Measurement of buried molecular interfaces enabled by resonant X-ray scattering analysis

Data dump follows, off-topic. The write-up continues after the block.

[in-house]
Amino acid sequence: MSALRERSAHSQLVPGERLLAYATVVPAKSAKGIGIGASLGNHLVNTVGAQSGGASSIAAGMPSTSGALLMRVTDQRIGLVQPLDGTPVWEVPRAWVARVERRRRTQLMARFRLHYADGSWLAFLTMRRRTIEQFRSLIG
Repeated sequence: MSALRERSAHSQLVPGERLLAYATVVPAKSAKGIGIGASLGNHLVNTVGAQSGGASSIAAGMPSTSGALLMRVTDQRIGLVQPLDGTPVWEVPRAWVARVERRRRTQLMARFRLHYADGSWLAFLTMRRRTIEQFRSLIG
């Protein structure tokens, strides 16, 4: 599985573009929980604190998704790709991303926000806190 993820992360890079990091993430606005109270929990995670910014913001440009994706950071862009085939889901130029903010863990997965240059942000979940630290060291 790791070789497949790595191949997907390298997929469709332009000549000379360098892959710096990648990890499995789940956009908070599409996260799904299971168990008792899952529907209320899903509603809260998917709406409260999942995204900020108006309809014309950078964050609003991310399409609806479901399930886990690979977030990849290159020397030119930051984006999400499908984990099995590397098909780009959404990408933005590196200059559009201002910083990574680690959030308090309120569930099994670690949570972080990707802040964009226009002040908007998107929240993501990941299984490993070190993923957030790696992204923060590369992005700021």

We demonstrate a new quantitative X-ray scattering analysis that probes 3D molecular nanostructures and even buried interfaces between those structures. These organic nanomaterials are of increasing impact in bottom-up assembly, electronic devices, and biomimetic applications, but their internal structure is difficult to probe due to light elements and no or low crystallinity. For example, only planar interfaces were previously accessible with laborious and disruptive chemical tagging. This new technique eliminates the need for tagging and can investigate nonplanar interfaces more commonly found in nature. The technique is a leap in X-ray science because the analysis requires absolute scattering intensity at an absorption edge where low sample penetration depths preclude the use of calibration standards. Each molecule has a unique fingerprint encoded as a function of photon energy, which the technique uses to chemically separate components of the nanostructure. Through our new spectral analysis, complex molecular structures composed of any number of unique molecular species can now be fully analyzed.